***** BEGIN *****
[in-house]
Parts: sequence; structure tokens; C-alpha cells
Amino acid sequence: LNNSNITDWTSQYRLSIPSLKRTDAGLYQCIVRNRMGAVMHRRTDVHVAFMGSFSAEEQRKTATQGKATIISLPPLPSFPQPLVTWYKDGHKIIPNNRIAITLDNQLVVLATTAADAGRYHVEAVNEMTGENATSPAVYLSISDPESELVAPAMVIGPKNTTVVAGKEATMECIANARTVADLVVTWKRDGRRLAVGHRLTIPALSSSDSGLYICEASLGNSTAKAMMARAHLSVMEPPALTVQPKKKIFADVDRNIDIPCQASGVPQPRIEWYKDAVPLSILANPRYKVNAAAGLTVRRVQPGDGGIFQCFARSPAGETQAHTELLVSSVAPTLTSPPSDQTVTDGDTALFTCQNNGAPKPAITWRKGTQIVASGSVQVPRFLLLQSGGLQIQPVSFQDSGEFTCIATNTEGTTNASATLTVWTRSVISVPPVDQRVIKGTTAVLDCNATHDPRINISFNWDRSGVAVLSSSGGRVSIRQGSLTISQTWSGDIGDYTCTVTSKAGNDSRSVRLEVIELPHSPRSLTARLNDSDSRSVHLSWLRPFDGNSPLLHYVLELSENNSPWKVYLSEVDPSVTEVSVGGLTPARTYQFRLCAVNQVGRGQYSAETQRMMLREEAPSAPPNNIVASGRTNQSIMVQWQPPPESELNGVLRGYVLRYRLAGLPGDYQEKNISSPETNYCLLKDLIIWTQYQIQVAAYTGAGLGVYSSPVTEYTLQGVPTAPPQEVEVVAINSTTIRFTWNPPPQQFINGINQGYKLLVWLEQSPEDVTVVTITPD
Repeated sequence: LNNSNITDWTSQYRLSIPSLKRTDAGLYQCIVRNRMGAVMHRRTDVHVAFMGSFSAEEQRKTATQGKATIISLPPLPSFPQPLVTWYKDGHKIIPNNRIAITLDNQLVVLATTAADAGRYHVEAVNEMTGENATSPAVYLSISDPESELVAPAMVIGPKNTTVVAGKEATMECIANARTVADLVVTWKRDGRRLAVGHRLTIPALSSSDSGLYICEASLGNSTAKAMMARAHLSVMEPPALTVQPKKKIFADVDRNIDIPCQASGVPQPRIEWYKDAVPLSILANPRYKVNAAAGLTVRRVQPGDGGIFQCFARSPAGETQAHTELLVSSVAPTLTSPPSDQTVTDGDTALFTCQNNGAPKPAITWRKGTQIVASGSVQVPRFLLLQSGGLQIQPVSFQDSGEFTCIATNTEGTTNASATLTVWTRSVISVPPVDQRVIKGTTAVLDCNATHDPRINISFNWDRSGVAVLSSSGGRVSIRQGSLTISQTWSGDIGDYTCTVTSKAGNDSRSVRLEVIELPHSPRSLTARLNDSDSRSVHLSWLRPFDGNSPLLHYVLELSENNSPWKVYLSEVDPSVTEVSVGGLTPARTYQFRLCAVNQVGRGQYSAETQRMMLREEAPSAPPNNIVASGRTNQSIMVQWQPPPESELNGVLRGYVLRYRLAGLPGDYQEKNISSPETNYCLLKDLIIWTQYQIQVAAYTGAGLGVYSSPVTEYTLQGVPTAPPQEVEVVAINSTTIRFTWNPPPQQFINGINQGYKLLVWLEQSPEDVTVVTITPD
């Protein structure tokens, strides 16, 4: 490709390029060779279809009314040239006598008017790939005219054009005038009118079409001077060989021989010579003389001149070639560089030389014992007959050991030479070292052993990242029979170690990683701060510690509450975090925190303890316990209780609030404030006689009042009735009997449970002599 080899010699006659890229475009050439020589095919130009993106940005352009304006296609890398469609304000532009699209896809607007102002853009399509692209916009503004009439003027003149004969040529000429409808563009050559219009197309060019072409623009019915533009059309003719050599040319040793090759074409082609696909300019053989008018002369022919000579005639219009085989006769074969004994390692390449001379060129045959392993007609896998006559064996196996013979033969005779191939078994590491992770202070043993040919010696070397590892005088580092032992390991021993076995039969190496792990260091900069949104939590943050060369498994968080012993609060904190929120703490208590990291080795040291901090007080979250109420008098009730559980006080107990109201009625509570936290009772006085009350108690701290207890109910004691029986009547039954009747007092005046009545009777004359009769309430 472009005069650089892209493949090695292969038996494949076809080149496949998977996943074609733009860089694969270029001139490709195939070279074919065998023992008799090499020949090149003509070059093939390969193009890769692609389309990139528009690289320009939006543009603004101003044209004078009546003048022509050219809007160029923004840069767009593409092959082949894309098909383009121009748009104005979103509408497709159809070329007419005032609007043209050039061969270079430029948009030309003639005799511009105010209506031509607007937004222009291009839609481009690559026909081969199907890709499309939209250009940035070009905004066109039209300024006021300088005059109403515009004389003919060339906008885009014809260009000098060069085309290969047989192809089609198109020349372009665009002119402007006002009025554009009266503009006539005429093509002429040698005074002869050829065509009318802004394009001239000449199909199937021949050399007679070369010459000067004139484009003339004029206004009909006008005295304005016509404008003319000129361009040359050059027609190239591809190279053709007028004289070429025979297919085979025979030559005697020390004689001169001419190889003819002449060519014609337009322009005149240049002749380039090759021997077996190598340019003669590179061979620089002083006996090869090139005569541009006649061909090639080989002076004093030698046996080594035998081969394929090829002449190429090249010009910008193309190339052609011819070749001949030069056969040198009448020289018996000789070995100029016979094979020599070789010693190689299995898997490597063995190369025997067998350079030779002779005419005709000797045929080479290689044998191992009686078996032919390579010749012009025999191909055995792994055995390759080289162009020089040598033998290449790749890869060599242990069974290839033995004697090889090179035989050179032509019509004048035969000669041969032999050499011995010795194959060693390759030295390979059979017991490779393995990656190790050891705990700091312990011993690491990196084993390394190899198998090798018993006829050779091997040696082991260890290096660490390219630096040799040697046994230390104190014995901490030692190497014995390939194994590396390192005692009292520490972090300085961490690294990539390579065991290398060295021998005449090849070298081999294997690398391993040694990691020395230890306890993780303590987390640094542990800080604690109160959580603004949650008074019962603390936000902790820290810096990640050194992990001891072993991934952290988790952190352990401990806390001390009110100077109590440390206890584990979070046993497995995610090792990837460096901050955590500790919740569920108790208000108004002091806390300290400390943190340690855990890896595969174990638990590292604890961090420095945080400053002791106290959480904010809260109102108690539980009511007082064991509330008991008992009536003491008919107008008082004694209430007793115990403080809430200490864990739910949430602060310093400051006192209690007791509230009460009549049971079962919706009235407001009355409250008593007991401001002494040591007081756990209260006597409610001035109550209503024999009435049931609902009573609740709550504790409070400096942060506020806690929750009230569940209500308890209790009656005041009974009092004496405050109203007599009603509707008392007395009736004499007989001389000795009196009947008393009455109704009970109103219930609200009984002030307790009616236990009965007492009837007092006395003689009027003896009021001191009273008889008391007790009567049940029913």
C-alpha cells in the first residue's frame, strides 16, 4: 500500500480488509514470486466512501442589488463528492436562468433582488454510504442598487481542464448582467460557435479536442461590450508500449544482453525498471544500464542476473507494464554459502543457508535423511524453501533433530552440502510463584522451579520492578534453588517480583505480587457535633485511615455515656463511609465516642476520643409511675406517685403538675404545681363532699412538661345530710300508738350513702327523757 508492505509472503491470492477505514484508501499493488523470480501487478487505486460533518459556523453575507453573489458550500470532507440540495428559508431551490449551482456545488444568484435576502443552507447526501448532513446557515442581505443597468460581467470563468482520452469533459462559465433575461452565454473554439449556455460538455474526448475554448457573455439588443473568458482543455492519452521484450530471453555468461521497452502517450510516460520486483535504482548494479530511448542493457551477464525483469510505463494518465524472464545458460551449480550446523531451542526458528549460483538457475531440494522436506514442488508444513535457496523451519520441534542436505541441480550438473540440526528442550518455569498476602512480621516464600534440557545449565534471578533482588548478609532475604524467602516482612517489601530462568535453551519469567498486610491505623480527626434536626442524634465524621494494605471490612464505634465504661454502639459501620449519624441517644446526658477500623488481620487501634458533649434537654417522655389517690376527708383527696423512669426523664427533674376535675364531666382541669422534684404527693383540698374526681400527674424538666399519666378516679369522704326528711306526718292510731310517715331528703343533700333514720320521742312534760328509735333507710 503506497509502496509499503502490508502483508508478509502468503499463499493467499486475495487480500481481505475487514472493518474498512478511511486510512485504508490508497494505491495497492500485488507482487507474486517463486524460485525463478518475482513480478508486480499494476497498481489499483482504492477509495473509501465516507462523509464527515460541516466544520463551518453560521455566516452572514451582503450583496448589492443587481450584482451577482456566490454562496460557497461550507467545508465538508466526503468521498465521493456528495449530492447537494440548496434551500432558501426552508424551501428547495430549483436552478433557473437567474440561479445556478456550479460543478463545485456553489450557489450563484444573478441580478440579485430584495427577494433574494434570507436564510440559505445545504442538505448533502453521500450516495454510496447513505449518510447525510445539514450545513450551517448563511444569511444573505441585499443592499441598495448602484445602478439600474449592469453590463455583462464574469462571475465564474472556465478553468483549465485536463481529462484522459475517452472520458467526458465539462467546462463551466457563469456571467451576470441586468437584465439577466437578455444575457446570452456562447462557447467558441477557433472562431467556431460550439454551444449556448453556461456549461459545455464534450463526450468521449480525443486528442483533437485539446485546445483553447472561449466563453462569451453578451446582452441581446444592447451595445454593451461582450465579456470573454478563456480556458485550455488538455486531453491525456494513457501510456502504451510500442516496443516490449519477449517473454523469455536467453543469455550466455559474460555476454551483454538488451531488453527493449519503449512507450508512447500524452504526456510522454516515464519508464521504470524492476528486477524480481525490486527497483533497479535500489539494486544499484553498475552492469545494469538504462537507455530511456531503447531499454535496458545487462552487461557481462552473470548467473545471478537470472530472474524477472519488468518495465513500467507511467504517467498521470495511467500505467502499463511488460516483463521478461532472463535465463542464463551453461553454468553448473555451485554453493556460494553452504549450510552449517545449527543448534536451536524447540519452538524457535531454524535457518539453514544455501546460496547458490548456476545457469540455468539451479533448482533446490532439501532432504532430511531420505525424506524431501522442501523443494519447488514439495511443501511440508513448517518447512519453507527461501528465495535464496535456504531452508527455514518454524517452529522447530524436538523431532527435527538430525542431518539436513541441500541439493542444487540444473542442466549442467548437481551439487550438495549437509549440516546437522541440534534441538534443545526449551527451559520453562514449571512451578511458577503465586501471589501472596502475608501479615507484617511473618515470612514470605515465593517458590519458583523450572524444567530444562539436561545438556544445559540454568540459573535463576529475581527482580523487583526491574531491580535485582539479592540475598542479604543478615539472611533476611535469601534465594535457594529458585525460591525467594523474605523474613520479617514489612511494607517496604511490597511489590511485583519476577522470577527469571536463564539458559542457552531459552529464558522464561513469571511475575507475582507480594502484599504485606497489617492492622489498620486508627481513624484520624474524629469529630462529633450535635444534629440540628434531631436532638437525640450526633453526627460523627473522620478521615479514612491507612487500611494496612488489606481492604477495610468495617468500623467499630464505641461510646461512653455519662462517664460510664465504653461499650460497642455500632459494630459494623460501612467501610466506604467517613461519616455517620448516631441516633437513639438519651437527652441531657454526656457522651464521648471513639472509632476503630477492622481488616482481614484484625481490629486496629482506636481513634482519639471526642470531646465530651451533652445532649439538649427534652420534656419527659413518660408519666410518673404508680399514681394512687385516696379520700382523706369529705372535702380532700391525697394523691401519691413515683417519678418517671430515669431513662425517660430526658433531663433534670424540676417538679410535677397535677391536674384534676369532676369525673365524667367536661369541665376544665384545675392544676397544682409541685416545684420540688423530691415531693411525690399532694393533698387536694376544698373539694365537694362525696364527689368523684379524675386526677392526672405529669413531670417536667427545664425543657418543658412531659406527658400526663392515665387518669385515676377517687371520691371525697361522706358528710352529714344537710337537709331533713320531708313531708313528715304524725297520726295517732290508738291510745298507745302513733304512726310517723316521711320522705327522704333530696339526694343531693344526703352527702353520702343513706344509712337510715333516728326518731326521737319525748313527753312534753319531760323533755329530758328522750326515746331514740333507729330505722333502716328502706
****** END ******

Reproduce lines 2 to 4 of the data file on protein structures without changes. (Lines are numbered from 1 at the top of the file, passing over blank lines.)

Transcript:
Parts: sequence; structure tokens; C-alpha cells
Amino acid sequence: LNNSNITDWTSQYRLSIPSLKRTDAGLYQCIVRNRMGAVMHRRTDVHVAFMGSFSAEEQRKTATQGKATIISLPPLPSFPQPLVTWYKDGHKIIPNNRIAITLDNQLVVLATTAADAGRYHVEAVNEMTGENATSPAVYLSISDPESELVAPAMVIGPKNTTVVAGKEATMECIANARTVADLVVTWKRDGRRLAVGHRLTIPALSSSDSGLYICEASLGNSTAKAMMARAHLSVMEPPALTVQPKKKIFADVDRNIDIPCQASGVPQPRIEWYKDAVPLSILANPRYKVNAAAGLTVRRVQPGDGGIFQCFARSPAGETQAHTELLVSSVAPTLTSPPSDQTVTDGDTALFTCQNNGAPKPAITWRKGTQIVASGSVQVPRFLLLQSGGLQIQPVSFQDSGEFTCIATNTEGTTNASATLTVWTRSVISVPPVDQRVIKGTTAVLDCNATHDPRINISFNWDRSGVAVLSSSGGRVSIRQGSLTISQTWSGDIGDYTCTVTSKAGNDSRSVRLEVIELPHSPRSLTARLNDSDSRSVHLSWLRPFDGNSPLLHYVLELSENNSPWKVYLSEVDPSVTEVSVGGLTPARTYQFRLCAVNQVGRGQYSAETQRMMLREEAPSAPPNNIVASGRTNQSIMVQWQPPPESELNGVLRGYVLRYRLAGLPGDYQEKNISSPETNYCLLKDLIIWTQYQIQVAAYTGAGLGVYSSPVTEYTLQGVPTAPPQEVEVVAINSTTIRFTWNPPPQQFINGINQGYKLLVWLEQSPEDVTVVTITPD
Repeated sequence: LNNSNITDWTSQYRLSIPSLKRTDAGLYQCIVRNRMGAVMHRRTDVHVAFMGSFSAEEQRKTATQGKATIISLPPLPSFPQPLVTWYKDGHKIIPNNRIAITLDNQLVVLATTAADAGRYHVEAVNEMTGENATSPAVYLSISDPESELVAPAMVIGPKNTTVVAGKEATMECIANARTVADLVVTWKRDGRRLAVGHRLTIPALSSSDSGLYICEASLGNSTAKAMMARAHLSVMEPPALTVQPKKKIFADVDRNIDIPCQASGVPQPRIEWYKDAVPLSILANPRYKVNAAAGLTVRRVQPGDGGIFQCFARSPAGETQAHTELLVSSVAPTLTSPPSDQTVTDGDTALFTCQNNGAPKPAITWRKGTQIVASGSVQVPRFLLLQSGGLQIQPVSFQDSGEFTCIATNTEGTTNASATLTVWTRSVISVPPVDQRVIKGTTAVLDCNATHDPRINISFNWDRSGVAVLSSSGGRVSIRQGSLTISQTWSGDIGDYTCTVTSKAGNDSRSVRLEVIELPHSPRSLTARLNDSDSRSVHLSWLRPFDGNSPLLHYVLELSENNSPWKVYLSEVDPSVTEVSVGGLTPARTYQFRLCAVNQVGRGQYSAETQRMMLREEAPSAPPNNIVASGRTNQSIMVQWQPPPESELNGVLRGYVLRYRLAGLPGDYQEKNISSPETNYCLLKDLIIWTQYQIQVAAYTGAGLGVYSSPVTEYTLQGVPTAPPQEVEVVAINSTTIRFTWNPPPQQFINGINQGYKLLVWLEQSPEDVTVVTITPD